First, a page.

“It’s a 14 hour day for eight hour of pay,” said Modesto construction worker. A non-profit planning expert feels, “You can’t add a room to your house if foundation is cracked and that is what BART is trying to do….. we need bus rapid transit….”Two Assemblymembers have proposed authorization of new transportation agency, Tri-Valley-San Joaquin Regional Rail Authority. “All projects compete for funding,” said a BART official, “looking for money from same sources.”
San Jose Mercury News

Ed. Comment: Our fragmented mass transit agencies would drive a crazy person insane. However, this article is valuable only if fragmented voters take time to reflect. Is it time to fly over our cuckoo nest?

 

It is About Time
New SamTrans bus lines aim to boost travel time on El Camino Real and access to SFO. Route SFO entails three distinctly labeled buses with luggage racks timed to meet northbound Caltrain trains at the Millbrae station. Pilot program starts June 24. Click for schedule info.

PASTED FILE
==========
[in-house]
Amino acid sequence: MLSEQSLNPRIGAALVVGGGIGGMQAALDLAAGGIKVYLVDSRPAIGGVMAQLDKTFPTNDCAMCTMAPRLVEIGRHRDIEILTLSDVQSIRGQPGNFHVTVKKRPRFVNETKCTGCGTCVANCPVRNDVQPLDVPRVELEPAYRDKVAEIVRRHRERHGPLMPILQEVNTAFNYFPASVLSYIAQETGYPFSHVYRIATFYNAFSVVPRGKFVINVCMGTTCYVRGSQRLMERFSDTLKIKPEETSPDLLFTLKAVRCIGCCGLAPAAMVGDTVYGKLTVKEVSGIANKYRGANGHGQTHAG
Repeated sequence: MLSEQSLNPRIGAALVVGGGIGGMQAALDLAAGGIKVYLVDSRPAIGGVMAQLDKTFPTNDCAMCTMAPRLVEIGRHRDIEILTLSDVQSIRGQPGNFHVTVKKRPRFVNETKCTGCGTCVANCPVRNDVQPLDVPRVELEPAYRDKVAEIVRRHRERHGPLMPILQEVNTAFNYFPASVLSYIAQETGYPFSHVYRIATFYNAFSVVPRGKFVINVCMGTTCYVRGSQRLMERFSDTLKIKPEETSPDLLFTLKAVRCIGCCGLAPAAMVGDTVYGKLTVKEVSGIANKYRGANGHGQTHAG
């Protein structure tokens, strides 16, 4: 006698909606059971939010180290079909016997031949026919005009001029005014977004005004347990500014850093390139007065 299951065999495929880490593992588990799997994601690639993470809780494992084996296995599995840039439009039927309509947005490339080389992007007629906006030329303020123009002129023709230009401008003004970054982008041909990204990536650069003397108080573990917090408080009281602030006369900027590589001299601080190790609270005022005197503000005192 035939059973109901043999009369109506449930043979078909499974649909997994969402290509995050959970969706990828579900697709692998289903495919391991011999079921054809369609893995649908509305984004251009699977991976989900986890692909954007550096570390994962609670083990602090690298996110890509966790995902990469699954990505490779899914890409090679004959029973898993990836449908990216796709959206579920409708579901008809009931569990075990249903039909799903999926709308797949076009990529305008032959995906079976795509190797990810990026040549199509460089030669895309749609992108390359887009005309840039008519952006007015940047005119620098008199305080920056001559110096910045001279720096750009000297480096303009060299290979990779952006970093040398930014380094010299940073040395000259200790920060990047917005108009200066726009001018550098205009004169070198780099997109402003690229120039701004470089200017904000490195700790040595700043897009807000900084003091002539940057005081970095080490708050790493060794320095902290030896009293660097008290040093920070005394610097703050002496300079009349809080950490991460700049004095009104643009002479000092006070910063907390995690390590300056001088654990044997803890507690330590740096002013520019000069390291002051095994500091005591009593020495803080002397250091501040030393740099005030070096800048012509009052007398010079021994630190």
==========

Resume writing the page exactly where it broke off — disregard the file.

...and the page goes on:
San Mateo Daily Journal

Ed. Comment: Public transportation to SFO is tribute to fragmented funding of mass transit agencies. When lost productivity is truly painful, new services will accelerate. We ask why this 20th century solution is slowly rolling out in 2018. One answer is Quentin Kopp’s “BART-TO-SFO” Opinion from June 2014. Click below for historical perspective.
Kopp Opinion 2014 San Mateo Daily Journal

 

Best Bike Coverage
What do cities need to know about bikeshare? Public or private? Docked or dockless? E-bike or e-scooter? It’s complicated. But bikesharing is now big business, and cities are learning how these emerging systems operate—and who operates them.
City Lab

Ed. Comment: We are often perplexed by public investment in biking relative to most commuters’ needs.  For the record we are not sold on viability of bikeshare. Nevertheless, we are sold on this article’s great coverage of bikeshare questions and answers.


Success of SFPRA newsletter success depends upon its readers. Please feel free to forward the newsletter to your friends and neighbors. Ask them to subscribe at no cost by clicking the subscribe button above or by emailing cnsbuchanan@gmail.com.

Editors, Neilson Buchanan and John Guislin, are unpaid, private citizens on the SF Peninsula and have no ties to developers or government organizations.